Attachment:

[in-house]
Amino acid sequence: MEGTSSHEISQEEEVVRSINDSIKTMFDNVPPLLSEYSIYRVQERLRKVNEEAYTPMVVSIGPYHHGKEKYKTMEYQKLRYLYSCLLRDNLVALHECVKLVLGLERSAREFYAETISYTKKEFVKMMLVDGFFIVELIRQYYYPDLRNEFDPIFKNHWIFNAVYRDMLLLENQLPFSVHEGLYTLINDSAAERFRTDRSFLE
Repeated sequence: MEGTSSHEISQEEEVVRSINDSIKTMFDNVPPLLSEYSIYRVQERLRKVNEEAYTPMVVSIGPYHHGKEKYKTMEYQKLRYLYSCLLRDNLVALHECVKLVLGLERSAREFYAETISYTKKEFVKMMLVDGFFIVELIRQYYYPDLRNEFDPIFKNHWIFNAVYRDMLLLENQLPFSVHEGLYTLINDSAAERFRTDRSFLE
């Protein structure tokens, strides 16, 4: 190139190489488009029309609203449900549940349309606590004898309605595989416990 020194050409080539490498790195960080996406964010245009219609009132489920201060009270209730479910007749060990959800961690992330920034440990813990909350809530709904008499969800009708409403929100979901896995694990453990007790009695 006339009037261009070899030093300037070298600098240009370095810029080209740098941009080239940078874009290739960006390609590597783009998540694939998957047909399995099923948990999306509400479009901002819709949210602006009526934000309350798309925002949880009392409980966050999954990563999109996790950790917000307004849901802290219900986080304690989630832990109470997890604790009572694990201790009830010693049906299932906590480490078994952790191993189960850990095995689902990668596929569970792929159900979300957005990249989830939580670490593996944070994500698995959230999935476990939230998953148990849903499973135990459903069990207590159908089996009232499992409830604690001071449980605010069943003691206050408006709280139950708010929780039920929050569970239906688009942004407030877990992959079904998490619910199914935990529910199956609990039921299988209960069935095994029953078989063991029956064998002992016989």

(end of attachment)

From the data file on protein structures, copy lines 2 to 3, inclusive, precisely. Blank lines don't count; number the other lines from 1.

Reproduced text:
Amino acid sequence: MEGTSSHEISQEEEVVRSINDSIKTMFDNVPPLLSEYSIYRVQERLRKVNEEAYTPMVVSIGPYHHGKEKYKTMEYQKLRYLYSCLLRDNLVALHECVKLVLGLERSAREFYAETISYTKKEFVKMMLVDGFFIVELIRQYYYPDLRNEFDPIFKNHWIFNAVYRDMLLLENQLPFSVHEGLYTLINDSAAERFRTDRSFLE
Repeated sequence: MEGTSSHEISQEEEVVRSINDSIKTMFDNVPPLLSEYSIYRVQERLRKVNEEAYTPMVVSIGPYHHGKEKYKTMEYQKLRYLYSCLLRDNLVALHECVKLVLGLERSAREFYAETISYTKKEFVKMMLVDGFFIVELIRQYYYPDLRNEFDPIFKNHWIFNAVYRDMLLLENQLPFSVHEGLYTLINDSAAERFRTDRSFLE